Jackie vs Ninjas!
Jackie vs Ninjas!

The other thing that makes My Lucky Stars stand out is the introduction of the tough female sidekick, in this film played by Sibelle Hu, a Taiwanese singer and actress who performed many of her own stunts* (*see Devil Hunters 1989).

She's tough.
She's tough.

Though anticlimactic with the Sammo Hung knockout, her fight scene against former bodybuilder stunt woman Nishiwaki Michiko is still quite memorable, especially among Hong Kong action enthusiasts.

For action fans, MLS is all about the end. Lots of clean fast paced action and choreography. Jackie Chan's final fight also puts him up against Dick Wei for a rematch since their end battle in Project A. The fight puts Wei further on the map as one of Jackie & Sammo's top stuntmen.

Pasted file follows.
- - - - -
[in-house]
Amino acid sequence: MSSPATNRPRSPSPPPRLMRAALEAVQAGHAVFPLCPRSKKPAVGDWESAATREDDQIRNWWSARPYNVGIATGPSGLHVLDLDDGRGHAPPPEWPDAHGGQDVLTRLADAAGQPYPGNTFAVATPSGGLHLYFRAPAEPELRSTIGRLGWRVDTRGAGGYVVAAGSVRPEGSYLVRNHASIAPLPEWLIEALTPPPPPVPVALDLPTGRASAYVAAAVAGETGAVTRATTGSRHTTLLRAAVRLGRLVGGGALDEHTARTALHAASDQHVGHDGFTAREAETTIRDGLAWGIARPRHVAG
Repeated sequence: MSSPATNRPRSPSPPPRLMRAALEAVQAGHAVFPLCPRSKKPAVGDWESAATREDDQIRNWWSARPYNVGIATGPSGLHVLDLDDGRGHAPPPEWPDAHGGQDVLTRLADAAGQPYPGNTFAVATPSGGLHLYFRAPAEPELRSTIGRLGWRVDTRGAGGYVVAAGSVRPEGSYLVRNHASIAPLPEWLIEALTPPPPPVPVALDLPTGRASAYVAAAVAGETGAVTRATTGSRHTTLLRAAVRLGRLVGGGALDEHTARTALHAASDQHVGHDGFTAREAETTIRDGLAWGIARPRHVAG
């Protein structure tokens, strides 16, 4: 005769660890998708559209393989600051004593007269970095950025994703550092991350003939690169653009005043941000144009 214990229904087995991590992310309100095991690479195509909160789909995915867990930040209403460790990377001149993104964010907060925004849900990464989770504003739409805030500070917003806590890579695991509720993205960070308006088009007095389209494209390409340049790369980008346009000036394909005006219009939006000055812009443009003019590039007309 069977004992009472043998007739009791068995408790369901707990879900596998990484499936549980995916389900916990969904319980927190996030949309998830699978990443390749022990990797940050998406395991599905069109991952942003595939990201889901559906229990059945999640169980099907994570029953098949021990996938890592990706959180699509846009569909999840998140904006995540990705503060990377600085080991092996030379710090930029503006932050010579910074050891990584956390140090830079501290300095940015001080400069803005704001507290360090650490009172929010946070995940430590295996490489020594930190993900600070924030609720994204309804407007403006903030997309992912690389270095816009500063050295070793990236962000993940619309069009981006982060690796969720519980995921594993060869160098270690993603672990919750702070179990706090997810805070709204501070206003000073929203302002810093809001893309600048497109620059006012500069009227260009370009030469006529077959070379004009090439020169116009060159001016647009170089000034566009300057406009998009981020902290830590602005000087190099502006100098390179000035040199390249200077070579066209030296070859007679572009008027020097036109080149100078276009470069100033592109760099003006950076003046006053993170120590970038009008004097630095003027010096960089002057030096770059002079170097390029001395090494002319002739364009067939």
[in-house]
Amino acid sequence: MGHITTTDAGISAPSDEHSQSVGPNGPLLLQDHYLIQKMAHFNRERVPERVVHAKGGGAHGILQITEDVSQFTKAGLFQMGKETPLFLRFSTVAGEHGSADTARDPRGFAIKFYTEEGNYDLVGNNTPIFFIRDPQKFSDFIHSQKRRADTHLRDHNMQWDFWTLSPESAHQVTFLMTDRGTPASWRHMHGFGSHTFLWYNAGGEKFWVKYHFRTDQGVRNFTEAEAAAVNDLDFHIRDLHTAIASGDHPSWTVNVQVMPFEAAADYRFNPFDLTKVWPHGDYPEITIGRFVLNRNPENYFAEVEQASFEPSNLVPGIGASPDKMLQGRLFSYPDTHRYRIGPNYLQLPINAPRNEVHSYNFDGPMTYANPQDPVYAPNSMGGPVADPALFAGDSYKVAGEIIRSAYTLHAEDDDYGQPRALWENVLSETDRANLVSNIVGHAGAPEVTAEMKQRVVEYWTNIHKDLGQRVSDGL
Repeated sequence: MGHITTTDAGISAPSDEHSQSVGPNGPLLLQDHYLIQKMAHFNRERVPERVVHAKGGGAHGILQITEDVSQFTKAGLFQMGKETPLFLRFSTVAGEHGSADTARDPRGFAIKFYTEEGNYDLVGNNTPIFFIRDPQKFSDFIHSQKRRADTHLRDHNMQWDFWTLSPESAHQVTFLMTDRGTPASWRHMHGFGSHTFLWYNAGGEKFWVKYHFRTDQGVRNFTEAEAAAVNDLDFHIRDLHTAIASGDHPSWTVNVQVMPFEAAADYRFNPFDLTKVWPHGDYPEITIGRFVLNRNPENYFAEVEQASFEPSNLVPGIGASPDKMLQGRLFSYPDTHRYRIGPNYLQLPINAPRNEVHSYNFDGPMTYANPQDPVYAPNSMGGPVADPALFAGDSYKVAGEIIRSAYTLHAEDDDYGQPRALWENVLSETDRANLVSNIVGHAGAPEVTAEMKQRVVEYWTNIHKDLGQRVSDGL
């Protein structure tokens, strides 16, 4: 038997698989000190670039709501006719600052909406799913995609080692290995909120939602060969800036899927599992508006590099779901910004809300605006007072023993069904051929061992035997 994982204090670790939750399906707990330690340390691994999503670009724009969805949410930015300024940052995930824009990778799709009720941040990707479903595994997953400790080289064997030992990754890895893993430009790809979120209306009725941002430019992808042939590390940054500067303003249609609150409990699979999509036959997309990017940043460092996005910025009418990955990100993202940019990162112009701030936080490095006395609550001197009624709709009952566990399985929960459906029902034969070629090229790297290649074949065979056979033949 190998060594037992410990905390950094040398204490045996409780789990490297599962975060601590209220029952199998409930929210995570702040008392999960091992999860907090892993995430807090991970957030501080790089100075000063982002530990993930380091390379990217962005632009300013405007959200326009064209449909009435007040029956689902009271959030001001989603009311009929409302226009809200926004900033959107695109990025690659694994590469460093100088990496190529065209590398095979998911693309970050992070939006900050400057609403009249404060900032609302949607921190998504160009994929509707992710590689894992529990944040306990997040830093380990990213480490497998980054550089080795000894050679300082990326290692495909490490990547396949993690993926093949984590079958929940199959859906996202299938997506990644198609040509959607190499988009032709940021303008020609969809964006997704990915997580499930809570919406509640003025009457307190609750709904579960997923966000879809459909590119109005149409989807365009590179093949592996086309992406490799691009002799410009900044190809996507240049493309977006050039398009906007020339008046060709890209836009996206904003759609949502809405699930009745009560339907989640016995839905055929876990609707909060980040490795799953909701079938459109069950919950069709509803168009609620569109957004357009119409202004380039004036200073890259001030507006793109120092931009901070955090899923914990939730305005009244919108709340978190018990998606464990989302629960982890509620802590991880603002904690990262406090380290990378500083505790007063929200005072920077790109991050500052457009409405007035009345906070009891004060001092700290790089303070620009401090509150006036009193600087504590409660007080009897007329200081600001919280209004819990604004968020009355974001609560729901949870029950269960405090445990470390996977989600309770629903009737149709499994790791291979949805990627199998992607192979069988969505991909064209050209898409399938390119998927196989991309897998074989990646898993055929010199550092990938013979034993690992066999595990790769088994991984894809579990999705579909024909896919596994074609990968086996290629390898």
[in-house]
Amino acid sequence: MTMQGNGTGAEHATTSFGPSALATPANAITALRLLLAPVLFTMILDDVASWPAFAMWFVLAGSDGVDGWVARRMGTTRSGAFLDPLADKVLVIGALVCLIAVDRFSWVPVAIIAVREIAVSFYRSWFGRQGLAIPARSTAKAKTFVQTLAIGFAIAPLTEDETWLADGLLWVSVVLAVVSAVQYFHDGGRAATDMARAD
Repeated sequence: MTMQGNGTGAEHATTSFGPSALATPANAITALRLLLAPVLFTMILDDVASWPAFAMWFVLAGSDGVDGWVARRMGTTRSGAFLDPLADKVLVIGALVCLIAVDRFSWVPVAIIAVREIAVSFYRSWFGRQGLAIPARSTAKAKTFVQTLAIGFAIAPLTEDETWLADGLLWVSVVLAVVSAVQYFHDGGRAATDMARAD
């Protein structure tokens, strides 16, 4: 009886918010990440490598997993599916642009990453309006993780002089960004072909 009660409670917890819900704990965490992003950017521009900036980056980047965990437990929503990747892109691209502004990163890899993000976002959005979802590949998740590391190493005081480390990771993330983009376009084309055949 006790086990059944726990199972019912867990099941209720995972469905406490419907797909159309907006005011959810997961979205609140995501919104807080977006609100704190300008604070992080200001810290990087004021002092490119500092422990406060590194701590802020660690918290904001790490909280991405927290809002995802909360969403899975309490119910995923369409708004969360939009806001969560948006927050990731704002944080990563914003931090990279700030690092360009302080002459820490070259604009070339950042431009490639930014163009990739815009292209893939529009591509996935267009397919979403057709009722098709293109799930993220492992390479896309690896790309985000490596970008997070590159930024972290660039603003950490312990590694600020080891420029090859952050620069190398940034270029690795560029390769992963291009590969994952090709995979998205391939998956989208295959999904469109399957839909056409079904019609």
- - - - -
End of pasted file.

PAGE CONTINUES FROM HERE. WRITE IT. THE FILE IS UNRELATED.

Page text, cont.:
The Protector (1985)

Jackie Chain would eventually get a call from Hollywood again and star in James Glickenhaus's The Protector. Unfortunately the film would receive the "80's Hollywood treatment" which was radically different from not only what Hong Kong was producing at the time but also the comedic tone Chan was used to.

In the US, Chan was directed to be more like Dirty Harry, which is understandable considering that is what was popular in the US at the time. But the director didn't understand Chan and the two would have many conflicts on set and the film would suffer.

-___-
-___-

You can tell even from the final fight that Chan has to hold back plenty against a stunt men would cannot keep up.

Uber of Helicopters
Uber of Helicopters